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Party Planning Secrets Of a Le Cordon Bleu-Trained Chef


With the holidays just around the corner stress levels are rising. But you can keep your stress to a minimum if you stay organized.

Harriet Dupree Bradley, a Le Cordon Bleu-trained chef, caterer and owner of Entrée Vous, a national meal assembly business, offers a few of her secrets to great parties.

• Cocktail Buffets – have about five-six total items of which two-three are meat/seafood.
• Appetizers – no more than two; one hot and one not
• Main Course – Entrée VOUS!
• Dessert – Keep it simple. People don’t eat a lot of dessert.
• Keep a record of what foods you served to your guests. That way you don’t repeat yourself at future dinner parties.

• Make a timeline of what needs to be heated/prepared so that you can focus on your guests.
• Include things like “heat hors d’oeuvres, heat entrée, rolls, water poured in glasses, start coffee.”
• Don’t start to heat hot hors d’oeuvres until the first guest arrives.
• Keep hot foods hot by putting them on heated serving platters or dinner plates. Tips for heating trays: put dishes in a clean dishwasher and run them through the rinse and heated drying cycle. A stack of dinner plates can be heated in the microwave as long as they don’t have gold or metal leaf on them. It takes about for-five minutes for a stack of 10 dinner plates.

• Make sure the dishwasher is empty.
• Clear countertops as much as possible.
• Empty the garbage before the party starts.

• Keep the bar OUT OF THE KITCHEN. Bar needs plenty of access for both guests and a bartender.
• Beer and wine need only one hour to ice down.
• Ice buckets are impractical for more than eight-10 guests. Use a clean, small cooler instead or have it on hand to refill the ice bucket.
• Have a garbage can near the bar.
• Don’t forget cocktail napkins, lemons and limes.
• Have at least one pound of ice per person unless it’s hot outside; then plan on two pounds per person.
• In hot weather, people drink lighter colored alcohols: white wine, beer and vodka.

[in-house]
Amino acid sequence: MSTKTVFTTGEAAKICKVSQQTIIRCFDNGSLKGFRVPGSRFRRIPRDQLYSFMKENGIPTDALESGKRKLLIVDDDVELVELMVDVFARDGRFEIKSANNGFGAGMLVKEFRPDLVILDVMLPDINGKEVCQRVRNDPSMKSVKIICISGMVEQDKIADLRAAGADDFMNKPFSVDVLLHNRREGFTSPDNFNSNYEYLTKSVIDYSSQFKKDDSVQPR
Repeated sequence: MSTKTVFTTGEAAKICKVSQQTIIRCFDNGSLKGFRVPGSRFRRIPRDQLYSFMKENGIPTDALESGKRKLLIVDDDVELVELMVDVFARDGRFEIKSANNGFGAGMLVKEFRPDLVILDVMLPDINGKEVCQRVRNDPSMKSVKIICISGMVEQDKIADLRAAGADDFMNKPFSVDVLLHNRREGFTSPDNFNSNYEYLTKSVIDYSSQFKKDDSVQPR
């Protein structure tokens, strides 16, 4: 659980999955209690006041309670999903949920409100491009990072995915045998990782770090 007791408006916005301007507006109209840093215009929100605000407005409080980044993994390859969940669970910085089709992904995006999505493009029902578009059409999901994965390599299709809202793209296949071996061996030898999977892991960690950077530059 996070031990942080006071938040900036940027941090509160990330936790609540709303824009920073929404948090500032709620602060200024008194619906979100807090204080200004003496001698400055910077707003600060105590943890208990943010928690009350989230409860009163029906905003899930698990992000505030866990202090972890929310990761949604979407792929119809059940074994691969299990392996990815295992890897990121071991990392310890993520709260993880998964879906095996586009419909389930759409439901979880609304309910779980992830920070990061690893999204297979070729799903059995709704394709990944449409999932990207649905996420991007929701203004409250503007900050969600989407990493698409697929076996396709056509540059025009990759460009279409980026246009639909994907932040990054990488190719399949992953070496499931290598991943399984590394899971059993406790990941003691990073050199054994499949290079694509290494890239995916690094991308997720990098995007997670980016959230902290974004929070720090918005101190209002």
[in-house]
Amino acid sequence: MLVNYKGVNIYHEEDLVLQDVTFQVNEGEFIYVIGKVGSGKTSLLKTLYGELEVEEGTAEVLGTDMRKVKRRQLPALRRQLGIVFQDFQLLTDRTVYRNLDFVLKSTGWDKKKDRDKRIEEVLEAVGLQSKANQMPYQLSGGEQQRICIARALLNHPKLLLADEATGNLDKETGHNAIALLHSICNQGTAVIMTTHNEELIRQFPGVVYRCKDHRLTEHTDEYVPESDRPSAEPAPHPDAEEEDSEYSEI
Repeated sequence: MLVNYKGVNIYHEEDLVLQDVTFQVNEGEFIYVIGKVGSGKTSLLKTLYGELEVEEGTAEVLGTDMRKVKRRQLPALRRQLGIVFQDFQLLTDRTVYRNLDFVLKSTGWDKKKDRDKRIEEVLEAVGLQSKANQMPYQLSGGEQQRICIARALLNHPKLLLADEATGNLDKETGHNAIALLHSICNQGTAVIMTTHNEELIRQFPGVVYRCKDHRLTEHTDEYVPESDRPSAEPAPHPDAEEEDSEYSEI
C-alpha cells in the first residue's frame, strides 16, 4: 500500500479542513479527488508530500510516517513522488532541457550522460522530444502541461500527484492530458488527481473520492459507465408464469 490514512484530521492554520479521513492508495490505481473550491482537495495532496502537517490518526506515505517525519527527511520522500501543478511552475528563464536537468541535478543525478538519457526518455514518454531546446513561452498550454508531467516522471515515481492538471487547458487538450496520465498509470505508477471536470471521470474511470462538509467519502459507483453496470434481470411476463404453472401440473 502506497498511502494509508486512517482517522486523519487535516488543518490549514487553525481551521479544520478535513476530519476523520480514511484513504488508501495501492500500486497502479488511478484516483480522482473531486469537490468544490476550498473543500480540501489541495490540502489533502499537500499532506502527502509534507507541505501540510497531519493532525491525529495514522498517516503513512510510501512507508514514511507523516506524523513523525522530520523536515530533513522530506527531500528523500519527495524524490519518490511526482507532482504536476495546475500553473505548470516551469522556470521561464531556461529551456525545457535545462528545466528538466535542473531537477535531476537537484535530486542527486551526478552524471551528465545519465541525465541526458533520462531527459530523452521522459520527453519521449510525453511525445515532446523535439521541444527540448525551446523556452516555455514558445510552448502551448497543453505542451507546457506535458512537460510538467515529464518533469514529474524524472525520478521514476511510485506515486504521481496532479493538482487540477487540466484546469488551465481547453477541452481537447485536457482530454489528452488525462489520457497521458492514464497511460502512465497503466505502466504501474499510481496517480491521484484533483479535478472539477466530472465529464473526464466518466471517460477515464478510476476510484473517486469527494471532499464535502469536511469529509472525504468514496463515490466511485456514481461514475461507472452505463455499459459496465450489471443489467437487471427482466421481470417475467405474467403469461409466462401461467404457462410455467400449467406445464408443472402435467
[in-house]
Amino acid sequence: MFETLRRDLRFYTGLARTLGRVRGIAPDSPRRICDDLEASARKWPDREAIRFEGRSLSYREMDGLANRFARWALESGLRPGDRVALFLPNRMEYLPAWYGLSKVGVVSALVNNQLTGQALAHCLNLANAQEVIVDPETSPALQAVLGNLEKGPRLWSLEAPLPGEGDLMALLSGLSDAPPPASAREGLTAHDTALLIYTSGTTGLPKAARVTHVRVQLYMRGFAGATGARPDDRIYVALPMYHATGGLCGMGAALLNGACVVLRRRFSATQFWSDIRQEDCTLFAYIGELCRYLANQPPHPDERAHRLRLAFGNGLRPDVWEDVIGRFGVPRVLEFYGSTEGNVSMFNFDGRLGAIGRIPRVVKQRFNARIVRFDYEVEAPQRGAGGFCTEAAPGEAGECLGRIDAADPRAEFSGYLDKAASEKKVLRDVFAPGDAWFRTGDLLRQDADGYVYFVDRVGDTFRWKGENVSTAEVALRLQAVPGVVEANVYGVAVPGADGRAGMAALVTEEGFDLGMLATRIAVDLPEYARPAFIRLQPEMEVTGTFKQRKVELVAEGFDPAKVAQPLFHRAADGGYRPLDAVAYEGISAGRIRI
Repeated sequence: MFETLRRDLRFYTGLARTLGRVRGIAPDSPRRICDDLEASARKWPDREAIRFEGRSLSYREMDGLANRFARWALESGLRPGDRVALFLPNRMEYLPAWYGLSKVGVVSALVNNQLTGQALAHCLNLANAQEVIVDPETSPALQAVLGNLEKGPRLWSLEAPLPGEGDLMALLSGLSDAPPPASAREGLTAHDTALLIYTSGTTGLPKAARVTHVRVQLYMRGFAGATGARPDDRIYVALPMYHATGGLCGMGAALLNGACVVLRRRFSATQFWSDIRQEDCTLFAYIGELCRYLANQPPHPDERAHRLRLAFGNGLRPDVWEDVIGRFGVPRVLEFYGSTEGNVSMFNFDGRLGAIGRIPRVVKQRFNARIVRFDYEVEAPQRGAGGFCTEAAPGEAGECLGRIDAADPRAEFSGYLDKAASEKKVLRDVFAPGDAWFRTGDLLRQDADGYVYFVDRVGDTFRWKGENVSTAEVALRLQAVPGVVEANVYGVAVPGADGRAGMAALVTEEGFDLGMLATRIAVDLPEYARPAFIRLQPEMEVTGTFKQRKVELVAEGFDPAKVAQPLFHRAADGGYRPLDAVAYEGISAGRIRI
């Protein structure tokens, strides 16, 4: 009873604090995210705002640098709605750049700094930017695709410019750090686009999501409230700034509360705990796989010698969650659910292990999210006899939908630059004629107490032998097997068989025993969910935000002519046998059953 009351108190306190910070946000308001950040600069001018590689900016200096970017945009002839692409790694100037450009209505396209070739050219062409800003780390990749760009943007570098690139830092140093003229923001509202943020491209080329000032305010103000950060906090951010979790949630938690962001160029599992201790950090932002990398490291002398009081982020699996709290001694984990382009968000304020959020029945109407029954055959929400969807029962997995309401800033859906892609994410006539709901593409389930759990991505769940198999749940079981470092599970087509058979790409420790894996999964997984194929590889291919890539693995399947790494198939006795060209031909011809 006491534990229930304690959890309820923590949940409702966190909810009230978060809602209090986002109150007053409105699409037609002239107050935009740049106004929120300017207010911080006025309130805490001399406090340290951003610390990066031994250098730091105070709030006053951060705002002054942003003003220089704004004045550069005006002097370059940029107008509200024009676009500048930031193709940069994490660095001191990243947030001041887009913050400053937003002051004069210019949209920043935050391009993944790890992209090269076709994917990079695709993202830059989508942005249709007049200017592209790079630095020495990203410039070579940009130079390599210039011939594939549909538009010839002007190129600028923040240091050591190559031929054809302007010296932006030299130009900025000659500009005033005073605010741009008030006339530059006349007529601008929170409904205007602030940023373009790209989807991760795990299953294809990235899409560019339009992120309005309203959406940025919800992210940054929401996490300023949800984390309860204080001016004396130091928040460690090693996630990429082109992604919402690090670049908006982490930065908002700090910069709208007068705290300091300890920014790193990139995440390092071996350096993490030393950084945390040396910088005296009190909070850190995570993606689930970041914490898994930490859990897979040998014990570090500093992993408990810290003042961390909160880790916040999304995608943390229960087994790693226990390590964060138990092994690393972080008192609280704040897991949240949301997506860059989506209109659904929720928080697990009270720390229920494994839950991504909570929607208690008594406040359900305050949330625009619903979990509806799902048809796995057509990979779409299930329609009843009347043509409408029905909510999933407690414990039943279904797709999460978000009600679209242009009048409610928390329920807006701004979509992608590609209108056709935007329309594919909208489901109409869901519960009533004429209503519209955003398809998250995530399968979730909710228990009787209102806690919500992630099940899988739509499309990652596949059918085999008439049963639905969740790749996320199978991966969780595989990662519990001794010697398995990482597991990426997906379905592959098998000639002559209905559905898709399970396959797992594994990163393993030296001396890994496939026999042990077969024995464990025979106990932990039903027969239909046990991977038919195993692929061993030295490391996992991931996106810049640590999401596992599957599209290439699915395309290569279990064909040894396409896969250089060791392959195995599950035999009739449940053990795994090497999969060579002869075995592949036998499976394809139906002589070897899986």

• In cold weather, they drink more dark alcohol: red wine, bourbon and scotch.
• Need two-three glasses per guest depending on how long the party lasts.

• Serve as many do-ahead hors d’oeuvres as possible.
• Put out small plates (salad size), about one per person.
• Don’t focus on sweets. People don’t eat many when they are drinking.
• Keep buffet food on one or two tables when possible. Don’t spread it around as it confuses guests.

• Set the table ahead.
• Don’t forget salt and pepper shakers, butter plate and knife.
• Keep plates for each course stacked in the kitchen: salad, dinner and dessert plates.
• Water glasses always need to be out. Have a pitcher of water available.
• Prep decaffeinated coffee before guests arrive so that all you have to do is hit the start button once the main course goes out.
• Have cream and sugar set ready to go.

• Have serving pieces ready to go – platters, bowls, etc. and corresponding serving utensils.
• Label them with post-it notes so you’ll remember what food goes into each.
• Don’t forget to have a tray of iced glasses for water and a pitcher of water for refills.

Before you start doing the dishes, do the following:
• Clear all trash from tables and counters.
• Put away all leftover foods.
• Put all dirty silverware and cooking utensils into on big pot of soapy hot water.
• Scrape and stack all plates.
• Keep all glassware together in one spot to reduce breakage.
• Have lots of cloth dish towels on hand.

About Harriet Dupree Bradley
Entrée Vous began in Lexington when chef and caterer Harriet Dupree Bradley saw a need to help her clients get dinner on the table. A Le Cordon Bleu-trained chef, Harriet had been assisting people with special events for years, but the need for non-event dinners was growing. She was receiving requests from clients for items such as a casserole to send to a bereaved friend, nutritious food for elderly parents who don’t cook and just getting the family dinner done several nights a week.

Now, 60 franchisees from all across the country have signed on to develop their own Entrée Vous kitchens. More information about Harriet and Entrée Vous is available at
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